The Rise of the E-Book Jerk

Books Features

As the e-book has grown in popularity, so has a jerk-like new behavior: customers “returning” e-books for full refunds to score free reads.

Virtual book returns are more annoying than bankrupting, authors say. But it still drives authors nuts when it occurs.

“This is ridiculous,” novelist Brian McClellan tweeted last month as he watched two readers return his short story e-books.

“It’s more of an irritation than anything else,” McClellan, author of the Powder Mage Trilogy, later told Paste. “It amounted to just six-tenths of a percent of sales for the month of October. It’s not a big enough issue to make it worth discussing with Amazon.”

Amazon is the market-share leader in e-books and allows refunds within seven days—long enough to read just about any book for free. By contrast, Amazon allows physical books to be returned only in unread condition and doesn’t allow returns of other downloaded virtual items. Major competitors Barnes & Noble and Apple don’t allow e-book returns at all.

“Amazon is not ideal, and this kind of policy makes them even less ideal,” said political author Chris Faraone, who just released the e-book I Killed Breitbart. But the big picture, he added, is that Amazon distributes efficiently and pays authors on time—unlike many independent bookstores and distributors he has worked with.

“Since there’s relatively no overhead, it’s not the end of the world,” Faraone said of e-book returns. “Still, if I found someone who read my book and returned it, I would at least hope they’d put a Facebook post up to help me out a little and tell their friends about it.”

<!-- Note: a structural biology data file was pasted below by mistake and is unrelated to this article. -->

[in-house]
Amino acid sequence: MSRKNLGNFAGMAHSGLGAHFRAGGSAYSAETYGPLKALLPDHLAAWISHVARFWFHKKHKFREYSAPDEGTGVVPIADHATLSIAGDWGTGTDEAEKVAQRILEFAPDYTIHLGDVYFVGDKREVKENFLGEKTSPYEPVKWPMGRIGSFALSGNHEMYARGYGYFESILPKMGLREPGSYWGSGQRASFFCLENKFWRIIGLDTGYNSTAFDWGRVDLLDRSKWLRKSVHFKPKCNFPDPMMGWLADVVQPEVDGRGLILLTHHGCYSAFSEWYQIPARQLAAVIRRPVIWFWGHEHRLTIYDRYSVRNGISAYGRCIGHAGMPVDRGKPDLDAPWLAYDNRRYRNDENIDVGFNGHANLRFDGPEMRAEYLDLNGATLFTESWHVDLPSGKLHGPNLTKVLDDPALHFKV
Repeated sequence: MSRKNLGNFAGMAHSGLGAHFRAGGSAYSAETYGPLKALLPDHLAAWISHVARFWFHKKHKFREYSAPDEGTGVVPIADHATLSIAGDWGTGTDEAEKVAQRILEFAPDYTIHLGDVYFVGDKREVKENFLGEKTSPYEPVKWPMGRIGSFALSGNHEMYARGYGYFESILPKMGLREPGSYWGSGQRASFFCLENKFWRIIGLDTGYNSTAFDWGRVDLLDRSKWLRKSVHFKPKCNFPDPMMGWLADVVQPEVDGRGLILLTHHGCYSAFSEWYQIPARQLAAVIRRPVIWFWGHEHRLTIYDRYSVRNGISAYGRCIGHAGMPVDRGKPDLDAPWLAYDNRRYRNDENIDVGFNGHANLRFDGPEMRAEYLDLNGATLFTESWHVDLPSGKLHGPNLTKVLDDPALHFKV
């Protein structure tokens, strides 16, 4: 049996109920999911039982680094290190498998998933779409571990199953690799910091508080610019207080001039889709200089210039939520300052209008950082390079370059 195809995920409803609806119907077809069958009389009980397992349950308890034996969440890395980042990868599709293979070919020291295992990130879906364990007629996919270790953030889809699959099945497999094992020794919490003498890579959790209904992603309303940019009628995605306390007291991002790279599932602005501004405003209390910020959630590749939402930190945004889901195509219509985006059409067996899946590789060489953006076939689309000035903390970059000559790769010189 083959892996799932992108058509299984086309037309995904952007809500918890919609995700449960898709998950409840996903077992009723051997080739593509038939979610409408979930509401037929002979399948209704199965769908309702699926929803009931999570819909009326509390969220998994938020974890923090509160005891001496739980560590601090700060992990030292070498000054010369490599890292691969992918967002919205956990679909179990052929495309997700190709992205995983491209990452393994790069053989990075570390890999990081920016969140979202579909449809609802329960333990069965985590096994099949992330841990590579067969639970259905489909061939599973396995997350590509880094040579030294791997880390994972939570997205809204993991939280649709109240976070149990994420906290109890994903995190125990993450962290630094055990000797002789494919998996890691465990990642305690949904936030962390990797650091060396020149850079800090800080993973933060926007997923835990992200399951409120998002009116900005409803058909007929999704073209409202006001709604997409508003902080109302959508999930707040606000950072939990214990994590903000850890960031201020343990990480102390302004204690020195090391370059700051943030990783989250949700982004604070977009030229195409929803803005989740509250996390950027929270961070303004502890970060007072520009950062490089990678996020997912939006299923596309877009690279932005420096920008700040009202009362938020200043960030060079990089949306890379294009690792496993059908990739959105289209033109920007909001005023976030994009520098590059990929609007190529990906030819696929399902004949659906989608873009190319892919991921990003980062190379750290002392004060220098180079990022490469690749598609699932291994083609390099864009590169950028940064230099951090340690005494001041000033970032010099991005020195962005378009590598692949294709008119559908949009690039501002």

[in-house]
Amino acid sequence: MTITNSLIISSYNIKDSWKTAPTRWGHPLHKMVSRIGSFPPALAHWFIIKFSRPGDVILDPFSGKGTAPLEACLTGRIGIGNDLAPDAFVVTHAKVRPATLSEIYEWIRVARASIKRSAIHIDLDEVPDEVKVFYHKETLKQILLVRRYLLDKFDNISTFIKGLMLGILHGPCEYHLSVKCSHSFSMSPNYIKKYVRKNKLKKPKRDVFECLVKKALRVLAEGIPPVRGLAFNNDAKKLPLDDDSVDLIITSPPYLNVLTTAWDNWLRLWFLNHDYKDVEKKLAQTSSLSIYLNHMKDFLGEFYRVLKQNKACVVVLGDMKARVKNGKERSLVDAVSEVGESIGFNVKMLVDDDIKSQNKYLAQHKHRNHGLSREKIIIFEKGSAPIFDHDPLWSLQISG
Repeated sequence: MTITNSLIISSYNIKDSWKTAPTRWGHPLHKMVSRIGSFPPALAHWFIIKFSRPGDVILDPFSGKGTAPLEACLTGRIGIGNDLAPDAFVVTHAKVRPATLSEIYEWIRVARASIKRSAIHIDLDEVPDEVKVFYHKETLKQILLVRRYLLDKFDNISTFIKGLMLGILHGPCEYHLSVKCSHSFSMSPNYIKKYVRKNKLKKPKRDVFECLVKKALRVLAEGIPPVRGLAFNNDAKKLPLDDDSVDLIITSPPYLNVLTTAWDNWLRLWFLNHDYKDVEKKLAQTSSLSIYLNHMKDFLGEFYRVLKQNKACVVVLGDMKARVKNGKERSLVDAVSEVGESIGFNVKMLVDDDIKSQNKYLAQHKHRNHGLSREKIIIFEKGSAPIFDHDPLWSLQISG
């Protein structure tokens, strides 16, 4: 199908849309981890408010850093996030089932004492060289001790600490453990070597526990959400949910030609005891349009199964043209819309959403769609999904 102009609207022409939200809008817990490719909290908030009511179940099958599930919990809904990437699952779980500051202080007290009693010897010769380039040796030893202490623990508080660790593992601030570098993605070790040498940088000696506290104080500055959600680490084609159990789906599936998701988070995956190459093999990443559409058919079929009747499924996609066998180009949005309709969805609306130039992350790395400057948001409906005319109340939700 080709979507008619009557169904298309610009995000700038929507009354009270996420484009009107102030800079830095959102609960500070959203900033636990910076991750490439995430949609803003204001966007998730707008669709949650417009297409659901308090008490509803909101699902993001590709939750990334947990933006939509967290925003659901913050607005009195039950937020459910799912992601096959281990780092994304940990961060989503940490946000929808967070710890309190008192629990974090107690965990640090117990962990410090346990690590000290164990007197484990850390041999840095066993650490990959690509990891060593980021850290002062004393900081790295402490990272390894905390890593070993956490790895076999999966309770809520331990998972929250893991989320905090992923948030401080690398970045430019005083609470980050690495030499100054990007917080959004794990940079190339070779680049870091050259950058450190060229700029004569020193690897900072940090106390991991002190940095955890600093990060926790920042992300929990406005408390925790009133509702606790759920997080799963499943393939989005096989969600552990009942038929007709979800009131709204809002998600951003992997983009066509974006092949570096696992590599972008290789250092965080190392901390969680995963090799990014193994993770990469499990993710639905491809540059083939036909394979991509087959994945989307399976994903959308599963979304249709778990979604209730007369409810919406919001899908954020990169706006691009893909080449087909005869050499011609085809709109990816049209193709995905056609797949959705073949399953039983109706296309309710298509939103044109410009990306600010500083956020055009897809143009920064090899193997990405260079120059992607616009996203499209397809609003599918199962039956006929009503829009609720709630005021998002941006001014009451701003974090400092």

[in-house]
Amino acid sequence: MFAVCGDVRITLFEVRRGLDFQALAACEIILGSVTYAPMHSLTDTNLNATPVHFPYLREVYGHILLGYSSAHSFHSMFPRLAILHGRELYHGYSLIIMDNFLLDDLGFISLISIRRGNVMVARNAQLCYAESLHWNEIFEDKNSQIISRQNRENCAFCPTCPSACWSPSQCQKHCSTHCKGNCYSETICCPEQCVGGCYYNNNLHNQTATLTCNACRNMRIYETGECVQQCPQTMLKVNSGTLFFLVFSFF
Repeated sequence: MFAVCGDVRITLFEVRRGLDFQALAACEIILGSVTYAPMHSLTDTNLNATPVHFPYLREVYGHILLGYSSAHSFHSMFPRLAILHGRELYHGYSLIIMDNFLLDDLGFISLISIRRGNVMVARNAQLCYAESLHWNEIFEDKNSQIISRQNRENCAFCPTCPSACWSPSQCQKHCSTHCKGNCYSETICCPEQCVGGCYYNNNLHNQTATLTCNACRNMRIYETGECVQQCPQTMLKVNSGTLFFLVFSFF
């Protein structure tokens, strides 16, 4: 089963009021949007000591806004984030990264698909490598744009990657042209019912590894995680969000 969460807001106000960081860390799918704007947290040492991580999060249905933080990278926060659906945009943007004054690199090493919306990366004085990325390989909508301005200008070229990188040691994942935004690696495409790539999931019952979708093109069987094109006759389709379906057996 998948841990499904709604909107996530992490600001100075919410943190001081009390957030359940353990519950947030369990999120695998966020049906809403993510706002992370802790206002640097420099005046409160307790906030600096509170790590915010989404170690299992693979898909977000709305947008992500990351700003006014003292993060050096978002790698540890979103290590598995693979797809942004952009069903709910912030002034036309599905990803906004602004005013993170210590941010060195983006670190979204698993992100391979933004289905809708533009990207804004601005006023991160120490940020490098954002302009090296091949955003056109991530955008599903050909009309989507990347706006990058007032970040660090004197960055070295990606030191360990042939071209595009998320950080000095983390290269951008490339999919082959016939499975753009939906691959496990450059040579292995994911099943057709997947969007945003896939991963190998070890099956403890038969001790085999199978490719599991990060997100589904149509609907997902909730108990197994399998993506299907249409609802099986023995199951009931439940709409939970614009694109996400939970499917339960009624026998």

Earlier this year, Amazon’s e-book return policy was the target of a petition that drew over 5,600 signatures. Likening it to allowing customers to “return” a restaurant meal they had already eaten, the petition called the one-week return period “excessive,” as readers know much sooner whether an e-book doesn’t work or isn’t to their liking.

Amazon did not respond to Paste’s questions. But earlier this year, Nate Hoffelder of the Digital Reader blog suggested Amazon monitors e-book return abusers. He wrote that Amazon banned a frequent, e-book returning friend of his from further refunds in 2009.

Yet one thing’s for sure: e-book returnees aren’t changing their behavior.

Fantasy publisher Shawn Speakman has seen returns of the e-book version of his recent fantasy anthology Unfettered, which was published to raise funds for his cancer treatment. He said e-returns are “similar to someone buying a piece of clothing for a night out on the town and then, having used it, returning it.”

“I don’t personally understand the psychology that goes into returning an e-book, but every time it happens, I just smile and shake my head,” Speakman said. “My only hope is the returner is taking that money saved and giving it permanently to another writer.”

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